Hulbert includes some fascinating details such as the appearance, in 1972, of federal support for research into these singular childhood brains and the development of a “superacheiver culture” at the Johns Hopkins Centre for Talented Youth, at which Edwards and Bates studied. But all the earnest and exhaustive research Hulbert delivers sometimes has the feel of requisite boxes being checked, a conscientious compendium of necessary information where some omissions might have better served the narrative.

Off the Charts is as much an exploration of the mystery of parenting in “practice, rather than theory,” as Hulbert writes, as it is a look at these remarkable children. For some, the implication is clear: genius is replicable, if only as a reflection of their genius in child-rearing. (Younger siblings often disabuse parents of this conceit, even if many Tiger Mothers refuse to acknowledge it.) Given our highly competitive times, doesn’t every parent secretly long to have off-the-charts offspring? If you subscribe to such an illusion, get Hulbert’s book. It will probably serve as a bracing antidote.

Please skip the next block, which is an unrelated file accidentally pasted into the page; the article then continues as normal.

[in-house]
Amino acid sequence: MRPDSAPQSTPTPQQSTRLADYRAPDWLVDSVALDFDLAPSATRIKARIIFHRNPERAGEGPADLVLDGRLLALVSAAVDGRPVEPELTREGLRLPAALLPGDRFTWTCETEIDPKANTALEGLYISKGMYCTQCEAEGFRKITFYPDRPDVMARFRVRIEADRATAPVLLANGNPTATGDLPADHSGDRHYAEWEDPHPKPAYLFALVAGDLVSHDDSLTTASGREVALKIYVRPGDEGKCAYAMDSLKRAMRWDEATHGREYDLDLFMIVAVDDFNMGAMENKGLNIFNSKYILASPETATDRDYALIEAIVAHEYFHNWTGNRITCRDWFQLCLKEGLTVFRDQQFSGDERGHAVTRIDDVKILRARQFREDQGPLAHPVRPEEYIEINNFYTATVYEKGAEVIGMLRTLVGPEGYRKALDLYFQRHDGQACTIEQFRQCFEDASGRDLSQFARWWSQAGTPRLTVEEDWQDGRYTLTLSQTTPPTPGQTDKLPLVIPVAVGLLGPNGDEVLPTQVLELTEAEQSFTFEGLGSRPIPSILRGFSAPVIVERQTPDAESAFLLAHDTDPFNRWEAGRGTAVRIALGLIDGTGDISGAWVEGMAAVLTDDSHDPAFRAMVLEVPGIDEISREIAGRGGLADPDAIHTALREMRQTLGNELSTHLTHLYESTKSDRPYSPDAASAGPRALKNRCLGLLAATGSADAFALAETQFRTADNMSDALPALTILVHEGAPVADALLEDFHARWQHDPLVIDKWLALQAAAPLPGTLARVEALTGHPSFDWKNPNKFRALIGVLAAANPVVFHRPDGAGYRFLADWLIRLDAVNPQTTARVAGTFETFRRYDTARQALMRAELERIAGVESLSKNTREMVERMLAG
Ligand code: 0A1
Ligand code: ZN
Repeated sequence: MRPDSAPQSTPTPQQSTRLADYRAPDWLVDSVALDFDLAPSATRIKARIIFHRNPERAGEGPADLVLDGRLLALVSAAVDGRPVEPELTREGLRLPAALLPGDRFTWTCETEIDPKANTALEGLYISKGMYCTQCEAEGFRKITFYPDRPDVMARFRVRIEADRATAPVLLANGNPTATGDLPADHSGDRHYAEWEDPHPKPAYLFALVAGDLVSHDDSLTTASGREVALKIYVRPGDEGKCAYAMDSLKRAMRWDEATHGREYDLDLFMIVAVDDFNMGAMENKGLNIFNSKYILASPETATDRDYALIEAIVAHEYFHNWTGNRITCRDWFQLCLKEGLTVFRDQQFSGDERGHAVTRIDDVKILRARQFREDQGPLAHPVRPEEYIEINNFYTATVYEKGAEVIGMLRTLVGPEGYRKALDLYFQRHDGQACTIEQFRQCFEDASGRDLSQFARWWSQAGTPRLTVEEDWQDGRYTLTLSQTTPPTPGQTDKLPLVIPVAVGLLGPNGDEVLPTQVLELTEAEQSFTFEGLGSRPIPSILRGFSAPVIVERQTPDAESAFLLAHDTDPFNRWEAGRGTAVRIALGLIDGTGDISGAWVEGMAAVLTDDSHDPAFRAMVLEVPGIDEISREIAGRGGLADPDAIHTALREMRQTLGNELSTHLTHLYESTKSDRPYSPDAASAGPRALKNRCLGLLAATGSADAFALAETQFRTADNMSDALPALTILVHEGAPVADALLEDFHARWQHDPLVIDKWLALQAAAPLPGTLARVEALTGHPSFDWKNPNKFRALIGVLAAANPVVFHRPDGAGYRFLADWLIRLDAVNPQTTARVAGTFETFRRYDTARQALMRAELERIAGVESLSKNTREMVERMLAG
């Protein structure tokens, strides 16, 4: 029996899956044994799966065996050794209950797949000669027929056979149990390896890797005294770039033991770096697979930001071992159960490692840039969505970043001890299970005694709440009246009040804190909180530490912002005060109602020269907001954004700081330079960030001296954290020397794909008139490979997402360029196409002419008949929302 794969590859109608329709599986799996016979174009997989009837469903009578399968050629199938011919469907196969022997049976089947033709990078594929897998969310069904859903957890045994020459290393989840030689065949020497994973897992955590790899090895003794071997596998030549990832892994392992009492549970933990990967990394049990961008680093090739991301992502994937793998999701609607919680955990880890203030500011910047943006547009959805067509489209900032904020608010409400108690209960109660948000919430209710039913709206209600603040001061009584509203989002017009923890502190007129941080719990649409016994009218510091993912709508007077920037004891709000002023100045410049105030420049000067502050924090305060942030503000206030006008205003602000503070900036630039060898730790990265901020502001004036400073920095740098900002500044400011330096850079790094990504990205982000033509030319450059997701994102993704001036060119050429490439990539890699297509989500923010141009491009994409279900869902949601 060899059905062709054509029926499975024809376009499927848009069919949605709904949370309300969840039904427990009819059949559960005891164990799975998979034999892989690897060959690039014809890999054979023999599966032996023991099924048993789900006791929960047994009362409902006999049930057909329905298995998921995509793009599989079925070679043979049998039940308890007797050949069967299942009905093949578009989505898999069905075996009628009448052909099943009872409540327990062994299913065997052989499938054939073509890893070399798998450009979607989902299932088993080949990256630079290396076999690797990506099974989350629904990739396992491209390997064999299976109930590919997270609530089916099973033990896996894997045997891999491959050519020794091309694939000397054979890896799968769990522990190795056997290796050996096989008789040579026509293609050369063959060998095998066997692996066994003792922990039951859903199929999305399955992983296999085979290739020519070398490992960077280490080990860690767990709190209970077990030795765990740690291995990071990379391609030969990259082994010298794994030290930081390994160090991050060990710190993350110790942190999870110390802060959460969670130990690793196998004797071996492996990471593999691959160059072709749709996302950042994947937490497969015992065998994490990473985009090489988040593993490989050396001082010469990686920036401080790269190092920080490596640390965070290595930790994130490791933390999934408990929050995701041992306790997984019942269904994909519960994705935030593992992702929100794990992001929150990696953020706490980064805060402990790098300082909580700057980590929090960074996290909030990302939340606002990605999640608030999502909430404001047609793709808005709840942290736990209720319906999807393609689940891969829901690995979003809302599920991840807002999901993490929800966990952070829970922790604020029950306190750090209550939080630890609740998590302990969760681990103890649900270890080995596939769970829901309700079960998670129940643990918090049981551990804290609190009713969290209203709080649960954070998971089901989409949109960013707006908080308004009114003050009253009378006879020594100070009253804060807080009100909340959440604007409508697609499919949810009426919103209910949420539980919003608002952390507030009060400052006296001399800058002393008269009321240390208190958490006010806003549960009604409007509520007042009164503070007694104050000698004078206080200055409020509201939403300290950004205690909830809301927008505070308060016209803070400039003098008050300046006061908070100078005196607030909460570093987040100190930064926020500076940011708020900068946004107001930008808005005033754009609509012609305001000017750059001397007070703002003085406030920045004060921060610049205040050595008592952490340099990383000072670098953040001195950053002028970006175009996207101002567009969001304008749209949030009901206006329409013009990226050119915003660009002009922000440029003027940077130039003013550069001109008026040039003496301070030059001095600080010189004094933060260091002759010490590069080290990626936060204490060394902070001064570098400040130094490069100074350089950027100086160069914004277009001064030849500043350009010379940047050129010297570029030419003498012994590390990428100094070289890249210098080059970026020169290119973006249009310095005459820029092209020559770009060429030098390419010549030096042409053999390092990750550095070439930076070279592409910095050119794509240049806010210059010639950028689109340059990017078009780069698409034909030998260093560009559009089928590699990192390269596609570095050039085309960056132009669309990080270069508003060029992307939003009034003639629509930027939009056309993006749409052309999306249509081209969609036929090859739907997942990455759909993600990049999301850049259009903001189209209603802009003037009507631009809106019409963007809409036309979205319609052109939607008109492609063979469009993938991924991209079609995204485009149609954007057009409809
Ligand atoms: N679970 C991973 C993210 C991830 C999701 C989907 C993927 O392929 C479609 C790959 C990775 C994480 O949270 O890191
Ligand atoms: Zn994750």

The reviewer is the author of I Kiss Your Hand Many Times: Hearts, Souls, and Wars in Hungary

*By arrangement with The Washington Post

Published in Dawn, Books & Authors, February 25th, 2018